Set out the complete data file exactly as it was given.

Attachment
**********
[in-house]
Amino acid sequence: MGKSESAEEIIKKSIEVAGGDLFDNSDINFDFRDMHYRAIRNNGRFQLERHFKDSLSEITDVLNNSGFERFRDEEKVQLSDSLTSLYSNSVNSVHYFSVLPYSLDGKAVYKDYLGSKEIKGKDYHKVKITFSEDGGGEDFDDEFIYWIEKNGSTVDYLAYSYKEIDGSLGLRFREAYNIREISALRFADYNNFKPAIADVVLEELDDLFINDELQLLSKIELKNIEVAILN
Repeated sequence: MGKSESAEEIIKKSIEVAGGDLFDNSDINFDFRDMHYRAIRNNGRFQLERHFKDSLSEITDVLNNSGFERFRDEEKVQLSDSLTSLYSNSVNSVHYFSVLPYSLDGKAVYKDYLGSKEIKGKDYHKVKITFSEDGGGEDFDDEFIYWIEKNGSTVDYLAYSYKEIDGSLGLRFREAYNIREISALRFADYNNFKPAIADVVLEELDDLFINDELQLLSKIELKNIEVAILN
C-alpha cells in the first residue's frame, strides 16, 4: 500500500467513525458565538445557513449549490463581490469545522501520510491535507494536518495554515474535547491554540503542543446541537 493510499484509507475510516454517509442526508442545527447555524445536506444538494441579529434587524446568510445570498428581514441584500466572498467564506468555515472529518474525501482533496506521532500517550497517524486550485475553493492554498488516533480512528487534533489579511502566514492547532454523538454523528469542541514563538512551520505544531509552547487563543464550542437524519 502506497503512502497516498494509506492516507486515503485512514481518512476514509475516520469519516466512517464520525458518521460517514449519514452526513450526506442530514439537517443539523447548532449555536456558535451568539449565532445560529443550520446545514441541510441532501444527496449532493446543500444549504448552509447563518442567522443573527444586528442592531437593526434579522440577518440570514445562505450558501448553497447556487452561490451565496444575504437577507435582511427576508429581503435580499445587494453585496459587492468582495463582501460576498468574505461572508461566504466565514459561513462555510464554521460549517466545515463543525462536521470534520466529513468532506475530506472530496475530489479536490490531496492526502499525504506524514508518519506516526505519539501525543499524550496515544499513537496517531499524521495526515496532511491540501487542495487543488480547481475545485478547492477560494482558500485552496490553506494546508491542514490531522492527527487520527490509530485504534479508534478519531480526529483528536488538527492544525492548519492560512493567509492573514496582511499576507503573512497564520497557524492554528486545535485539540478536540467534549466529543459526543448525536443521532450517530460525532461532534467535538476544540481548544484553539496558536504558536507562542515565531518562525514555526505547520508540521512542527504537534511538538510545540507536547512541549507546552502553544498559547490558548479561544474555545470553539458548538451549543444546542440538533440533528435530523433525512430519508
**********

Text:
[in-house]
Amino acid sequence: MGKSESAEEIIKKSIEVAGGDLFDNSDINFDFRDMHYRAIRNNGRFQLERHFKDSLSEITDVLNNSGFERFRDEEKVQLSDSLTSLYSNSVNSVHYFSVLPYSLDGKAVYKDYLGSKEIKGKDYHKVKITFSEDGGGEDFDDEFIYWIEKNGSTVDYLAYSYKEIDGSLGLRFREAYNIREISALRFADYNNFKPAIADVVLEELDDLFINDELQLLSKIELKNIEVAILN
Repeated sequence: MGKSESAEEIIKKSIEVAGGDLFDNSDINFDFRDMHYRAIRNNGRFQLERHFKDSLSEITDVLNNSGFERFRDEEKVQLSDSLTSLYSNSVNSVHYFSVLPYSLDGKAVYKDYLGSKEIKGKDYHKVKITFSEDGGGEDFDDEFIYWIEKNGSTVDYLAYSYKEIDGSLGLRFREAYNIREISALRFADYNNFKPAIADVVLEELDDLFINDELQLLSKIELKNIEVAILN
C-alpha cells in the first residue's frame, strides 16, 4: 500500500467513525458565538445557513449549490463581490469545522501520510491535507494536518495554515474535547491554540503542543446541537 493510499484509507475510516454517509442526508442545527447555524445536506444538494441579529434587524446568510445570498428581514441584500466572498467564506468555515472529518474525501482533496506521532500517550497517524486550485475553493492554498488516533480512528487534533489579511502566514492547532454523538454523528469542541514563538512551520505544531509552547487563543464550542437524519 502506497503512502497516498494509506492516507486515503485512514481518512476514509475516520469519516466512517464520525458518521460517514449519514452526513450526506442530514439537517443539523447548532449555536456558535451568539449565532445560529443550520446545514441541510441532501444527496449532493446543500444549504448552509447563518442567522443573527444586528442592531437593526434579522440577518440570514445562505450558501448553497447556487452561490451565496444575504437577507435582511427576508429581503435580499445587494453585496459587492468582495463582501460576498468574505461572508461566504466565514459561513462555510464554521460549517466545515463543525462536521470534520466529513468532506475530506472530496475530489479536490490531496492526502499525504506524514508518519506516526505519539501525543499524550496515544499513537496517531499524521495526515496532511491540501487542495487543488480547481475545485478547492477560494482558500485552496490553506494546508491542514490531522492527527487520527490509530485504534479508534478519531480526529483528536488538527492544525492548519492560512493567509492573514496582511499576507503573512497564520497557524492554528486545535485539540478536540467534549466529543459526543448525536443521532450517530460525532461532534467535538476544540481548544484553539496558536504558536507562542515565531518562525514555526505547520508540521512542527504537534511538538510545540507536547512541549507546552502553544498559547490558548479561544474555545470553539458548538451549543444546542440538533440533528435530523433525512430519508